|AP - via The Guardian|
This is not an in-depth, analytical piece of real academic value. Just a wild thought I wanted to think out loud, caused by fasting more than a dozen hours in the heat of Ramadan.
I had several long conversations yesterday, the first day of Ramadan. None of them were about fasting, almost all were about Syria. Among the topics that stood out: what does the FSA really want to achieve in Damascus and onwards, and what can Assad's regime do now. The recent bombings that ended the lives of three top-ranking Syrian officials, including Bashar's brother in law, and reportedly significantly hurt his brother, suddenly pushed everyone towards the realisation that Assad and his regime may not be as strong as once thought, and that an Operation Valkyrie-like ending for Bashar and possibly his entire regime in consequence might even be possible any moment now. That, of course, prompted the question: what happens now, what happens next?
There are a few scenarios being floated already. Quickly: one assumes Assad uses the remainder of his firepower and Shabbiha to attempt to crush the FSA "at any cost," another even imagines the regime using chemical weapons to literally obliterate the resistance and - by extension - scores of citizens as well. Others assume the FSA would somehow win, whether through a continued series of assassinations that would wipe out regime figures, and/or high-ranking defections, possibly even an eventual coup. There is another scenario, very outlandish, but one that I wanted to throw out into the ether for the sake of pseudo-intellectual banter.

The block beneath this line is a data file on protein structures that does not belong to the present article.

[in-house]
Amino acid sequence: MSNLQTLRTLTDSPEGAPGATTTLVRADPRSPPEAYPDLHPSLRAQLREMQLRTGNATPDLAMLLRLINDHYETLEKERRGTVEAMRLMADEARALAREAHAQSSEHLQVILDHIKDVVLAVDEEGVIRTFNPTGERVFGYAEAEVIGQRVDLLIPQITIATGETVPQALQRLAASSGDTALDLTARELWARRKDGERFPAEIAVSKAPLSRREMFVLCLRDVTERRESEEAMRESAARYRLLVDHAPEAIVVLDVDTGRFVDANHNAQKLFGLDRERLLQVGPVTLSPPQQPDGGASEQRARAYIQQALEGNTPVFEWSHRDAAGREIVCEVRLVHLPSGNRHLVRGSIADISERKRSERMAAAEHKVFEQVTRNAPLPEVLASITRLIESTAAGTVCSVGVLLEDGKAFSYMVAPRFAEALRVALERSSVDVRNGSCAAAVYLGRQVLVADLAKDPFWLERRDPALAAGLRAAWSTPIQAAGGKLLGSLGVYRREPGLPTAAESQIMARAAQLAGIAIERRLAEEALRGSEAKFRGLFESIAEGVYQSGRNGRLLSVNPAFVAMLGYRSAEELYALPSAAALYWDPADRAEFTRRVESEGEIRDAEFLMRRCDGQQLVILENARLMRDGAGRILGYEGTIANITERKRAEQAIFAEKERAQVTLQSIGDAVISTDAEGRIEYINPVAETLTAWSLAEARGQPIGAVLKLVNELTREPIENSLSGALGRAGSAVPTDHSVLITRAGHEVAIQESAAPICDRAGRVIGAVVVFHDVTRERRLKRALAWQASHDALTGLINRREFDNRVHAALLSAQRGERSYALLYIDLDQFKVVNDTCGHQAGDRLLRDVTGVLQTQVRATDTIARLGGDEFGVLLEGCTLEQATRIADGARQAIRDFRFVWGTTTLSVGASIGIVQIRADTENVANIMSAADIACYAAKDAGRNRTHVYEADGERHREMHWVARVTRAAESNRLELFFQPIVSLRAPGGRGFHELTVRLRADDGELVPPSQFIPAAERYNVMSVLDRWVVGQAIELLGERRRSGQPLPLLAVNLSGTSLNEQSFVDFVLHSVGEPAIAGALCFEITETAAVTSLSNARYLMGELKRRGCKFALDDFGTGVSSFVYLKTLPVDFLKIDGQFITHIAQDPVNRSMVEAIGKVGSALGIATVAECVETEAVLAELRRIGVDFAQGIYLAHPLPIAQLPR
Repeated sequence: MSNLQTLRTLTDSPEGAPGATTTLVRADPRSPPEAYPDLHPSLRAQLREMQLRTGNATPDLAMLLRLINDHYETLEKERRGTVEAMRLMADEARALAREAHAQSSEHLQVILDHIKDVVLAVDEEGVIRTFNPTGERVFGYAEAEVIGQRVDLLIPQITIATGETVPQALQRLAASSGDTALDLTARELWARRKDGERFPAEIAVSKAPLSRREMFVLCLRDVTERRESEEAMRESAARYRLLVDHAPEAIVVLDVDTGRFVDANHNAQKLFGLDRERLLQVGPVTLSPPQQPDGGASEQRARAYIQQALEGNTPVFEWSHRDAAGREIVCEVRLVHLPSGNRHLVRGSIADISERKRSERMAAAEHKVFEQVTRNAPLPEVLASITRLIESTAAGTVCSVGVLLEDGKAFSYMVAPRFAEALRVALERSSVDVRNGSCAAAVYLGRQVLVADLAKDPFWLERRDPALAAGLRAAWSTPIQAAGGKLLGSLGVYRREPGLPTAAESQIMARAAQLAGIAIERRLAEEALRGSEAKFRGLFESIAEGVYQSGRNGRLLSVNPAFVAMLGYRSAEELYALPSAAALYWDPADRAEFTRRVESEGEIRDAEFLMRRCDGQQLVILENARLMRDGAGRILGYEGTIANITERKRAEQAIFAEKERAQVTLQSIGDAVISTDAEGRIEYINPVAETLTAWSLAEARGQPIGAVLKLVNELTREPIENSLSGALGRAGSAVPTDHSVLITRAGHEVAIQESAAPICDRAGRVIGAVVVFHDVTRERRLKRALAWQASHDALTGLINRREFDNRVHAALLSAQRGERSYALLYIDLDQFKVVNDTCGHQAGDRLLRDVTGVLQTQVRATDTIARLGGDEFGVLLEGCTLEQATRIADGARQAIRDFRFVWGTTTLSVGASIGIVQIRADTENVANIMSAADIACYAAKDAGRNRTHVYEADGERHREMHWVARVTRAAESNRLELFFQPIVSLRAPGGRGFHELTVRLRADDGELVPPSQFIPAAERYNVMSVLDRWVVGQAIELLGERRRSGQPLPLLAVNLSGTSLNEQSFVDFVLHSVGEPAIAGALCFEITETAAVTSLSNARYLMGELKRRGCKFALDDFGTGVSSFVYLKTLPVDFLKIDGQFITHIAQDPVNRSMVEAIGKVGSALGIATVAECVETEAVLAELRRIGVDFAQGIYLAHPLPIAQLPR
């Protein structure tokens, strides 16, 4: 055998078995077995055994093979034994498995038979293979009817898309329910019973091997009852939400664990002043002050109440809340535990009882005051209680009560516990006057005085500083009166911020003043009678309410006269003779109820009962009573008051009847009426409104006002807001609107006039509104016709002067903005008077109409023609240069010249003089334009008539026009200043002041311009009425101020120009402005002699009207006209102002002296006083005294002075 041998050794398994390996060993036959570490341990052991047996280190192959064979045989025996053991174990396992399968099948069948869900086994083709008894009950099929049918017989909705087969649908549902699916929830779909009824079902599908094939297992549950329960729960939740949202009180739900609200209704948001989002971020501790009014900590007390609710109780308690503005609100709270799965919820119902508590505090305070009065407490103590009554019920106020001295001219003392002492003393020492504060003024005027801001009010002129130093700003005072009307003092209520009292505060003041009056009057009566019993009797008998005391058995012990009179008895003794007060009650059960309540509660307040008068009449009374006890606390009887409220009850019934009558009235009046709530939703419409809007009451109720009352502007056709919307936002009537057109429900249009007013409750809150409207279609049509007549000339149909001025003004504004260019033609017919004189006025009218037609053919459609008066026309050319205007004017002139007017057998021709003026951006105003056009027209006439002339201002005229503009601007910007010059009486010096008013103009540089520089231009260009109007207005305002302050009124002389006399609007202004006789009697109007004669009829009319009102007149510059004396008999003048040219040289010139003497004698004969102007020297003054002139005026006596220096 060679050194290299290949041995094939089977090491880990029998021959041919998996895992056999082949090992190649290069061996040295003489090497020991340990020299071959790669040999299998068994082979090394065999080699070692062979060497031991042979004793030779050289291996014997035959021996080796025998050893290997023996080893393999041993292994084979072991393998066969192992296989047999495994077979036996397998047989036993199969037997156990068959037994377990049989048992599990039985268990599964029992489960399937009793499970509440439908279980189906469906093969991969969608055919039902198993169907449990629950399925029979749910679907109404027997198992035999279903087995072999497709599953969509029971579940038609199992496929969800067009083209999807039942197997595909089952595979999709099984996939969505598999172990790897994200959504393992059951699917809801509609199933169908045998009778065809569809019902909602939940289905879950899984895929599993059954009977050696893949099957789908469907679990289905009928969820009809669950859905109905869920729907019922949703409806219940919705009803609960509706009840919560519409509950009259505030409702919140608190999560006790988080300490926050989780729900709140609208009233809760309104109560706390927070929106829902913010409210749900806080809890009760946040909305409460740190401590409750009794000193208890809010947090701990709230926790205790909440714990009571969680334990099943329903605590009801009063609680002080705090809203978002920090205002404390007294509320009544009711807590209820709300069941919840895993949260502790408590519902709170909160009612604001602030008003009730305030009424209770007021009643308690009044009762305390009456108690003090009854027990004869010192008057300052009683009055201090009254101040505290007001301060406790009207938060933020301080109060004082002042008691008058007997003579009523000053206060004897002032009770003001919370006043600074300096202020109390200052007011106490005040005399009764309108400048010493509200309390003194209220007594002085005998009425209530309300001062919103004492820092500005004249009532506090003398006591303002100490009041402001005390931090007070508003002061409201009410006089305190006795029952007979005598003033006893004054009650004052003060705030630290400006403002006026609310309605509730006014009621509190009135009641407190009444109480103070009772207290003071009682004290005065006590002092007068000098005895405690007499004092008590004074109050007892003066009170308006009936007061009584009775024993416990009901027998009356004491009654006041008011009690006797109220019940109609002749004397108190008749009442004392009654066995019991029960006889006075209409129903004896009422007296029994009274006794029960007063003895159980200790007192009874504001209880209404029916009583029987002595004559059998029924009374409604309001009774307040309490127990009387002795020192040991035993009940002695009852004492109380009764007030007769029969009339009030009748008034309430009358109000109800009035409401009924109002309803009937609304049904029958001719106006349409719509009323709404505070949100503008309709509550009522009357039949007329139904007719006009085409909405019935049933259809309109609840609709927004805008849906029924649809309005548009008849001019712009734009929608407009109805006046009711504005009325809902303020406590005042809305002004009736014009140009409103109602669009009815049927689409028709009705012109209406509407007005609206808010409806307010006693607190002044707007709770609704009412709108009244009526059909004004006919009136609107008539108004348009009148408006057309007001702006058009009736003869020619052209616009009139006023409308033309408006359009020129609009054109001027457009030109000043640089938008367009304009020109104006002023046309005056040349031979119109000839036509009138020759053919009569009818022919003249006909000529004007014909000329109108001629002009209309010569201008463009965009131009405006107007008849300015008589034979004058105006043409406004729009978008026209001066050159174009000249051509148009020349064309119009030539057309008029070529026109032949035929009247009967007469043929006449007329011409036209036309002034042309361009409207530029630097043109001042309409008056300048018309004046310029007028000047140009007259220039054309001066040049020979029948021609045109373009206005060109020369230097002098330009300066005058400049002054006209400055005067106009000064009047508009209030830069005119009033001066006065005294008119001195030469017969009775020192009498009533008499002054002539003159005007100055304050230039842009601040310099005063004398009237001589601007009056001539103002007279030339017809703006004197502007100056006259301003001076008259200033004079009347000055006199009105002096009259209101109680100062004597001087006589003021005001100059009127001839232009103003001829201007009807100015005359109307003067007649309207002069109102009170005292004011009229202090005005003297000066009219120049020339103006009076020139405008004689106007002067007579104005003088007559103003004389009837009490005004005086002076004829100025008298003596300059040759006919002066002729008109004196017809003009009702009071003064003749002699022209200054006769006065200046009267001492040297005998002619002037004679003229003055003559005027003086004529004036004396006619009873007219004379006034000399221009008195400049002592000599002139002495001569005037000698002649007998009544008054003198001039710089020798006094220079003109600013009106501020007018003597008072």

This scenario assumes that the best the FSA hopes to do in Damascus is apply pressure to both weaken the regime but to also pull away some army troops stationed outside of Damascus towards the capital, allowing the FSA to more fully free a few regions and establish safe havens outside of the capital, especially along the border with Turkey, an idea which has been called for before (John Mccain suggested it, even floating going in with air strikes à la Libya.) These zones would then come under FSA or SNC administration. If that happens, international forces could somehow end up being deployed by the border, or at least exist in a large humanitarian and reconstructive capacities, making it harder for the regime to attack such regions again without incurring the reprisal of real military power this time. A green line between regime-controlled and opposition-controlled regions is set.
If that - in turn - happens, one of two possibilities then could take place. This first would be that one side eventually pushes towards the other, if the situation allows for it. The second would be that a standoff ensues, with two governments ruling different parts of Syria, a modified North-South Korea situation that is likely to last a much shorter amount of time than its Korean counterpart, but still remain for some considerable time, until a permanent settlement is reached or imposes itself.
The potential consequences of such a move are manifold, and divergent. But potentially one of the largest of such effects would be on Arab public opinion, for which the idea of a divided Syria has been one of the most common conspiracy theories that were being toute for years and years. And, in this outlandish scenario (just reminding you that this is nothing more than a mental exercise), if the FSA/SNC regime does not win sufficient public endorsement as the NTC eventually did in Libya and much of the Arab world, the regime might find itself under less Arab pressure to fall, especially if it sacrifices Bashar. Instead of Libya, a variation of Yemen eventually perhaps, wherein the opposition and the regime work out a deal forward. Of course, that would not take place without the passage of a substantial amount of time with each side firmly behind the Green Line.
But anyway, this is - at best - brainstorming.